Once the company has made an adequate self-disclosure, it must then provide "full cooperation" with any resulting government investigation. As a preliminary matter, the company must comply with the threshold requirements set forth in both the 1) September 2015 Memorandum of the Deputy Attorney General on Individual Accountability for Corporate Wrongdoings (the "Yates Memo") and 2) the United States Attorney’s Manual Principles. Guidance at 5. Additionally, the DOJ expects "fully cooperative" companies to 1) proactively disclose all relevant facts even when not asked to do so; 2) preserve, collect, and disclose all relevant documents, even those located overseas, with appropriate details; 3) provide information learned from the company’s internal investigation and timely updates; 4) prioritize the government investigation over the company’s internal investigation when requested; 5) provide all facts relevant to potential criminal conduct by all third-party actors; 6) make available all officers and employees, even those located overseas, for interview when requested; and 7) translate foreign documents when requested. Guidance at 6. Where a company claims that disclosure is prohibited by foreign law, the burden is on the company to prove that prohibition. Guidance at 6 n.11. If a company meets some—but not all—of these requirements, then the company would generally receive some benefits, although the benefits would be "markedly less than for full cooperation as defined in this Guidance." Guidance at 7.
Finally, once the company is deemed to have "self-disclosed" and "fully cooperated," the DOJ will then evaluate whether the company has engaged in "timely and appropriate remediation." In evaluating the company’s remediation efforts, the DOJ mandates the implementation of an "effective compliance program, the criteria for which . . . may vary based on the size and resources of the organization." Guidance at 7. Generally, an effective compliance program includes: 1) a culture of compliance; 2) dedication of sufficient resources to the compliance function; 3) adequate training of compliance personnel to identify potentially risky transactions; 4) independent compliance function; 5) effective risk assessment; 6) a technology control plan and related regular training to ensure export-controlled materials are appropriately handled; 7) appropriate compensation and promotion of a company’s compliance personnel, as compared to non-compliance employees; 8) auditing of the compliance program to ensure its effectiveness; and 9) a reporting structure of compliance personnel that facilitates the identification of compliance problems to senior officials as soon as possible. Guidance at 7.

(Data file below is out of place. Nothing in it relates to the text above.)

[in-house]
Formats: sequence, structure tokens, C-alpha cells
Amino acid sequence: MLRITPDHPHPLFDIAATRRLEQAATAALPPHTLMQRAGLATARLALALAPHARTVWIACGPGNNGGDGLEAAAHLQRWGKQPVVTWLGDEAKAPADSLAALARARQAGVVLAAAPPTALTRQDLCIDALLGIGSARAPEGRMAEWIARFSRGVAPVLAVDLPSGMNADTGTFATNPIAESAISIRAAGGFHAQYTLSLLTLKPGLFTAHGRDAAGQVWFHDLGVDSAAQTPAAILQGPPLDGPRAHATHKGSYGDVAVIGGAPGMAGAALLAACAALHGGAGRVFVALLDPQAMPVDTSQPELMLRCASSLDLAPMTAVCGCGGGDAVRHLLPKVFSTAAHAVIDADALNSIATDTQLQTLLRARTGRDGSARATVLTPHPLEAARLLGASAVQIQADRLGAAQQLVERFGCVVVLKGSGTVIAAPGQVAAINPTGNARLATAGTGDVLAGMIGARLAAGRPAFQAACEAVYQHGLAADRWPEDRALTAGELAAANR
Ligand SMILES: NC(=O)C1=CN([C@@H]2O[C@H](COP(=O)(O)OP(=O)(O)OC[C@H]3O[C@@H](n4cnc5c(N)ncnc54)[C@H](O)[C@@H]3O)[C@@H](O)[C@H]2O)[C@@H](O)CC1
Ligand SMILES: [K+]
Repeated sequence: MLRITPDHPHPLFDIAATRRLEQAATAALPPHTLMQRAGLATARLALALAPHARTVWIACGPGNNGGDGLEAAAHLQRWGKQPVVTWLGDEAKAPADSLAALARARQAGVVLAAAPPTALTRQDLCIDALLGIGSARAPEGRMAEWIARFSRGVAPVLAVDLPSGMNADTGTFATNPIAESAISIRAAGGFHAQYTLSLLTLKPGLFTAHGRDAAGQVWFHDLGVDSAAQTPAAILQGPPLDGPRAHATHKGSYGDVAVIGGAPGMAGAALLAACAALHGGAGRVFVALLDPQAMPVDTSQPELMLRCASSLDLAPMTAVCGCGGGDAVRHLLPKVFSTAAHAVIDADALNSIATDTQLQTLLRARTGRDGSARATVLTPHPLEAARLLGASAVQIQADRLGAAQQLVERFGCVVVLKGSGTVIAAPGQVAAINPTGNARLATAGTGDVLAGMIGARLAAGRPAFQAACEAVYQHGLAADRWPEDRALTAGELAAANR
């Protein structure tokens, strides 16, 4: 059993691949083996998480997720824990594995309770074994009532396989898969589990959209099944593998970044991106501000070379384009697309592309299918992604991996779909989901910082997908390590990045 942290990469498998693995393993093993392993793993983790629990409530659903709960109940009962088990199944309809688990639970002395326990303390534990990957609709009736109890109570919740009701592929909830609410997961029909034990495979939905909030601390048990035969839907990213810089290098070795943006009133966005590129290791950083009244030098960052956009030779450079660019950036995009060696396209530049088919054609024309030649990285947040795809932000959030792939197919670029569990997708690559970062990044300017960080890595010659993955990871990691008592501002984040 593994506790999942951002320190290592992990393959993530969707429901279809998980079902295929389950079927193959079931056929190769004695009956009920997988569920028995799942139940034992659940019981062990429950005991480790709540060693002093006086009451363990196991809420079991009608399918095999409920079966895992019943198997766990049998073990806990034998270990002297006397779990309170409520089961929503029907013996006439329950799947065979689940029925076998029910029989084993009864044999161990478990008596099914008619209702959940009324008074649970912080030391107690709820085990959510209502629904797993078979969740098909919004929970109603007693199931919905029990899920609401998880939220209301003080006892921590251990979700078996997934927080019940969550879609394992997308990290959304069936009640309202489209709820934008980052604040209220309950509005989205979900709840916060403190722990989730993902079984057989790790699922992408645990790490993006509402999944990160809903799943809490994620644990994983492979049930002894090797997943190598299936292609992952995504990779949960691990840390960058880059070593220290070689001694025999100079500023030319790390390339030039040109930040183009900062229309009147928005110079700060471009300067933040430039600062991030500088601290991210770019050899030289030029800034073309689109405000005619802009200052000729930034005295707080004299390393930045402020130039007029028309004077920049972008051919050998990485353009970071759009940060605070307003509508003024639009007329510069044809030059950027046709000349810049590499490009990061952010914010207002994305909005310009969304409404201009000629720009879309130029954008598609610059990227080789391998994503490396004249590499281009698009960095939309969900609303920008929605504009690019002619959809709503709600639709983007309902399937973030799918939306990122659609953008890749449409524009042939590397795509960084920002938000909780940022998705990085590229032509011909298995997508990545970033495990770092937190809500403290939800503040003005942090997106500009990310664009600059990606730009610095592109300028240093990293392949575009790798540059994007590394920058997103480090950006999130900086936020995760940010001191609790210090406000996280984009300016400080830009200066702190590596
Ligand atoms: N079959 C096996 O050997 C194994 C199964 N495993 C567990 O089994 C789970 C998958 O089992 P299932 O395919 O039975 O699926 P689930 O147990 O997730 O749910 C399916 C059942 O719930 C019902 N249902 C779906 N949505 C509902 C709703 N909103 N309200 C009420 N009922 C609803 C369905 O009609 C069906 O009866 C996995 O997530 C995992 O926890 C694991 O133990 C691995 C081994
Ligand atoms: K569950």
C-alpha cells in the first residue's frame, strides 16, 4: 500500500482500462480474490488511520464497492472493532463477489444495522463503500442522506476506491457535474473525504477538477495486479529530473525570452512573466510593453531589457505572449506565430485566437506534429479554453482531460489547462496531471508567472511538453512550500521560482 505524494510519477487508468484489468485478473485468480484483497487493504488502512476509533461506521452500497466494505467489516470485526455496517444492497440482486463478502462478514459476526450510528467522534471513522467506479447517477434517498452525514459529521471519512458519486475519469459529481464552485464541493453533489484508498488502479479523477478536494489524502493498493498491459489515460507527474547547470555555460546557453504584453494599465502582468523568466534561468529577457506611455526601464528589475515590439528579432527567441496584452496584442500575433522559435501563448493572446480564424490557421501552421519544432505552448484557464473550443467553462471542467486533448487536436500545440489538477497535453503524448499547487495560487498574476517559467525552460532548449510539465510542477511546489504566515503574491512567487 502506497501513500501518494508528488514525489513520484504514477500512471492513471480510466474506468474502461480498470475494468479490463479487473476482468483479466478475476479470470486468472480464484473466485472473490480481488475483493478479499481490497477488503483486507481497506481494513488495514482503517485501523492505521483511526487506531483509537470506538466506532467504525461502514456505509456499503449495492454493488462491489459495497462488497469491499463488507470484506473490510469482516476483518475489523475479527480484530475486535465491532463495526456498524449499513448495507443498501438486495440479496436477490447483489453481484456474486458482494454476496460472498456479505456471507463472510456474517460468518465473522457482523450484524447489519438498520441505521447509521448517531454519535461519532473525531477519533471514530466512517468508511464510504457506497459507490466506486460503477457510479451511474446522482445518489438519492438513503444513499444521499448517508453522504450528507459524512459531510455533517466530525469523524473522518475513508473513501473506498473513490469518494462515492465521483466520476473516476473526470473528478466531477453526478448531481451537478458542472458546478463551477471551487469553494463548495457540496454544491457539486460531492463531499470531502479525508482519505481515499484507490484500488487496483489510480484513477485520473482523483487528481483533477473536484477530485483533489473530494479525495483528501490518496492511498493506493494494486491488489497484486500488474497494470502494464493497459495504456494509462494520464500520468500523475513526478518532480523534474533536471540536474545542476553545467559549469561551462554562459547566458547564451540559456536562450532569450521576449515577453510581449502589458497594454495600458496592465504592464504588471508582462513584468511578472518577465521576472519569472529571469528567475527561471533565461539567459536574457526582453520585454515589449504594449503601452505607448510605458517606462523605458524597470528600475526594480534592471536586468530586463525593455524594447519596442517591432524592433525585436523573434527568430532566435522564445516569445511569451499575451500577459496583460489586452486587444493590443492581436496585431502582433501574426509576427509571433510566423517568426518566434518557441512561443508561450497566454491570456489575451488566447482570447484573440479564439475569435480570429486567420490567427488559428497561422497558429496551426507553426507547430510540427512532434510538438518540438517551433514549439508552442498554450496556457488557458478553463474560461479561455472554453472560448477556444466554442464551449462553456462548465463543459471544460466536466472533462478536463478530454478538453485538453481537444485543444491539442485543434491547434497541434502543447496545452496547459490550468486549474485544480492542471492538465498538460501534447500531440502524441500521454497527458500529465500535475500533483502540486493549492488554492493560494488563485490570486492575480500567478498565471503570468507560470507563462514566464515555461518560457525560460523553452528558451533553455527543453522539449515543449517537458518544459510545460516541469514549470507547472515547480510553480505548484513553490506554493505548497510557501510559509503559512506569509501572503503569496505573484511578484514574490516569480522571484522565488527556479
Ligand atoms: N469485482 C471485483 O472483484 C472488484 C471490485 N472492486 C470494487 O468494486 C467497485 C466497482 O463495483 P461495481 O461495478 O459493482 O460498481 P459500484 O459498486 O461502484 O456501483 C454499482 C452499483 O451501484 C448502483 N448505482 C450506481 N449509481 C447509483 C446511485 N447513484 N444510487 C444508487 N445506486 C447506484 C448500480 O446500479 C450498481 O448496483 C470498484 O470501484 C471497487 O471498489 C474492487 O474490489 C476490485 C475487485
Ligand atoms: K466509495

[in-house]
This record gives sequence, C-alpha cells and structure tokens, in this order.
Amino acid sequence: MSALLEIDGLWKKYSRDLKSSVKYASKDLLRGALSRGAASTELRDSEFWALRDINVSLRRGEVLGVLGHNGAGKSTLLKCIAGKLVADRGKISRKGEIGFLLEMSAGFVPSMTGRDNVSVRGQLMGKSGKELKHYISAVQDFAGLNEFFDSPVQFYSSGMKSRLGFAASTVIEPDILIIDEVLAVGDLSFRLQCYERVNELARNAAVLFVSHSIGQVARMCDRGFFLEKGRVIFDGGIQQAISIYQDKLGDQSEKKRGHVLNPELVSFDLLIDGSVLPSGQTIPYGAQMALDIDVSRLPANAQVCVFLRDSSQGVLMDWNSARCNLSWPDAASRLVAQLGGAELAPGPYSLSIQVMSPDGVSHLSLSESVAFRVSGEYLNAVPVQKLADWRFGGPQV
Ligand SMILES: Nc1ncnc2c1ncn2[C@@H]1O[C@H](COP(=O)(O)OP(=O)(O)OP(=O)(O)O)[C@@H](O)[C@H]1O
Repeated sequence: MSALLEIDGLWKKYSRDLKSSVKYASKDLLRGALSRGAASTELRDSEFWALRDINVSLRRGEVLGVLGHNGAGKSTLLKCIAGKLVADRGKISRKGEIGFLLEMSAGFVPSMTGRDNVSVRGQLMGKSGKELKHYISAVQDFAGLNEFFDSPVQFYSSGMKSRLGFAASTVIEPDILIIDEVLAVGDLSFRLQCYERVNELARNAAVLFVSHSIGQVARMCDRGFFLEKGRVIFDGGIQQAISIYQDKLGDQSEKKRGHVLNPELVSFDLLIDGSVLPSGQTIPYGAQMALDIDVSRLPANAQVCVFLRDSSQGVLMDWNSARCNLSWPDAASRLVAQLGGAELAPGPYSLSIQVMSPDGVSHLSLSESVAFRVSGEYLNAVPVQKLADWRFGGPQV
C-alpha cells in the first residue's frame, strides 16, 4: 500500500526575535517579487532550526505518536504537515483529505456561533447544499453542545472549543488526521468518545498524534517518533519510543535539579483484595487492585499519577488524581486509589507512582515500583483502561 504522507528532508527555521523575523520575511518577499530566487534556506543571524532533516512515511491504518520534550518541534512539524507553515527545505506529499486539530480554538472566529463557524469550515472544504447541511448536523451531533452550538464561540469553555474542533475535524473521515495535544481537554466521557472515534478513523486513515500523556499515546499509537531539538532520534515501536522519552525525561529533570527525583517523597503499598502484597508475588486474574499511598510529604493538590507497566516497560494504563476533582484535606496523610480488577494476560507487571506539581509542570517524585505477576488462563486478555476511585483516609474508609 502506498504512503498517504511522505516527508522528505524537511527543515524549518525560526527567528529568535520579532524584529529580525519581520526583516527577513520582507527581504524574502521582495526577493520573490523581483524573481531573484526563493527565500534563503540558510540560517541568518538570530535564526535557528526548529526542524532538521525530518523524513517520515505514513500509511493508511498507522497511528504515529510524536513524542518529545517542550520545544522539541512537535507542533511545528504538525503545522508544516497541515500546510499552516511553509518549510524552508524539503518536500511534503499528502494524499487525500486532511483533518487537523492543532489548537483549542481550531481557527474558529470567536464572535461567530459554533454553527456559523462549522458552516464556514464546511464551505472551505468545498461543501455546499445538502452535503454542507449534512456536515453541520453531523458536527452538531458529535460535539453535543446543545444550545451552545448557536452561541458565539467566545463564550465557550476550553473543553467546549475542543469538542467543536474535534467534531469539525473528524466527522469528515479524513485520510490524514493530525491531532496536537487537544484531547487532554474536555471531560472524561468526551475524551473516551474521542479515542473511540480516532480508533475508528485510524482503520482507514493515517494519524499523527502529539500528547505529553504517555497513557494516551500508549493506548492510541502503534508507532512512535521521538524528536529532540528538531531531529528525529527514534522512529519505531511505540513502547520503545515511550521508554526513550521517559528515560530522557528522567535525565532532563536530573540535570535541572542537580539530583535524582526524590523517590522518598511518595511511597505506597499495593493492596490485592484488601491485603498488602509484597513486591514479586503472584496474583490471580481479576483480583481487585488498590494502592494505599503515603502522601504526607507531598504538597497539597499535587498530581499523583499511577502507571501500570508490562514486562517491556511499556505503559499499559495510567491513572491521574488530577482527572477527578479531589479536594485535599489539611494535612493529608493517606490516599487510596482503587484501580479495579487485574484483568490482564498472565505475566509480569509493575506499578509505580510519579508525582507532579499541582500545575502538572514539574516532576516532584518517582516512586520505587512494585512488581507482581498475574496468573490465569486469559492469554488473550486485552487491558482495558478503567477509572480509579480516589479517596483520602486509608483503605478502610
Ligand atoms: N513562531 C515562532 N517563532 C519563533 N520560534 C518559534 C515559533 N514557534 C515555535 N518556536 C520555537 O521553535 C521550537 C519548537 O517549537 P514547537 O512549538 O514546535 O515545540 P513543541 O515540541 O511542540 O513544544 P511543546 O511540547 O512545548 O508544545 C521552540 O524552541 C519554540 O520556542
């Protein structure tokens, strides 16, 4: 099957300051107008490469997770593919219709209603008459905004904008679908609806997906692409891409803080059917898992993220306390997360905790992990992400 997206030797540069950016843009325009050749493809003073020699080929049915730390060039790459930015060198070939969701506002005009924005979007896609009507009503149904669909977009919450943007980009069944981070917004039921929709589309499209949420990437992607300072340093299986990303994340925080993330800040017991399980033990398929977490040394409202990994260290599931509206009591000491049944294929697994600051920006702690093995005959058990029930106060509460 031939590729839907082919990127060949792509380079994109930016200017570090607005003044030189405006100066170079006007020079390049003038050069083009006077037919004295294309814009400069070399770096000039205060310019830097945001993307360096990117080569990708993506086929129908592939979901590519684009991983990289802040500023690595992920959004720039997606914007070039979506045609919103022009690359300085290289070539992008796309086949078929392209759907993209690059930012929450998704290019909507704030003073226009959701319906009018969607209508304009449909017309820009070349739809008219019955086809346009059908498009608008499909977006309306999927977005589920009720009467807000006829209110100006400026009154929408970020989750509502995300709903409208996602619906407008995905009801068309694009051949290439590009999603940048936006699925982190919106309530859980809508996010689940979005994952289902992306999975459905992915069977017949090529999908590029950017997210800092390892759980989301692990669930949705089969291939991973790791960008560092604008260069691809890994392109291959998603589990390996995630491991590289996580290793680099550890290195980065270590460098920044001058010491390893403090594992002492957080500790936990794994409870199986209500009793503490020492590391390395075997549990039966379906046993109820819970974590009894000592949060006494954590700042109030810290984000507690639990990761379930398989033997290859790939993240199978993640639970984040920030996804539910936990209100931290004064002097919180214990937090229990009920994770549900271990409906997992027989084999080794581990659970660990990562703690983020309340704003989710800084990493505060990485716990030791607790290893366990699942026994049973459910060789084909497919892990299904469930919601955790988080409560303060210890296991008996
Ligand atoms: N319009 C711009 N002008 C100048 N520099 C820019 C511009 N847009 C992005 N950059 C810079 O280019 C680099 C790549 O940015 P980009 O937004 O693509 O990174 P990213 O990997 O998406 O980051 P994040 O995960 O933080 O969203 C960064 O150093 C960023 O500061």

As earlier mentioned, when a company meets all of these requirements, it will qualify for benefits such as the possibility of a non-prosecution agreement (as opposed to a deferred prosecution agreement, which includes the filing of a criminal Information), a reduced period of supervised compliance, a reduced fine and forfeiture, and no requirement of monitor. Guidance at 8. In addition, where a company does not voluntarily self-disclose but, after learning of possible violations from a government investigation, fully cooperates with the government investigation and takes appropriate remedial measures, the company may still receive some credit, including the possibility of a deferred prosecution agreement (without self-disclosure, a company would rarely qualify for a non-prosecution agreement), a reduced fine and forfeiture, and an outside auditor as opposed to a monitor. Guidance at 9.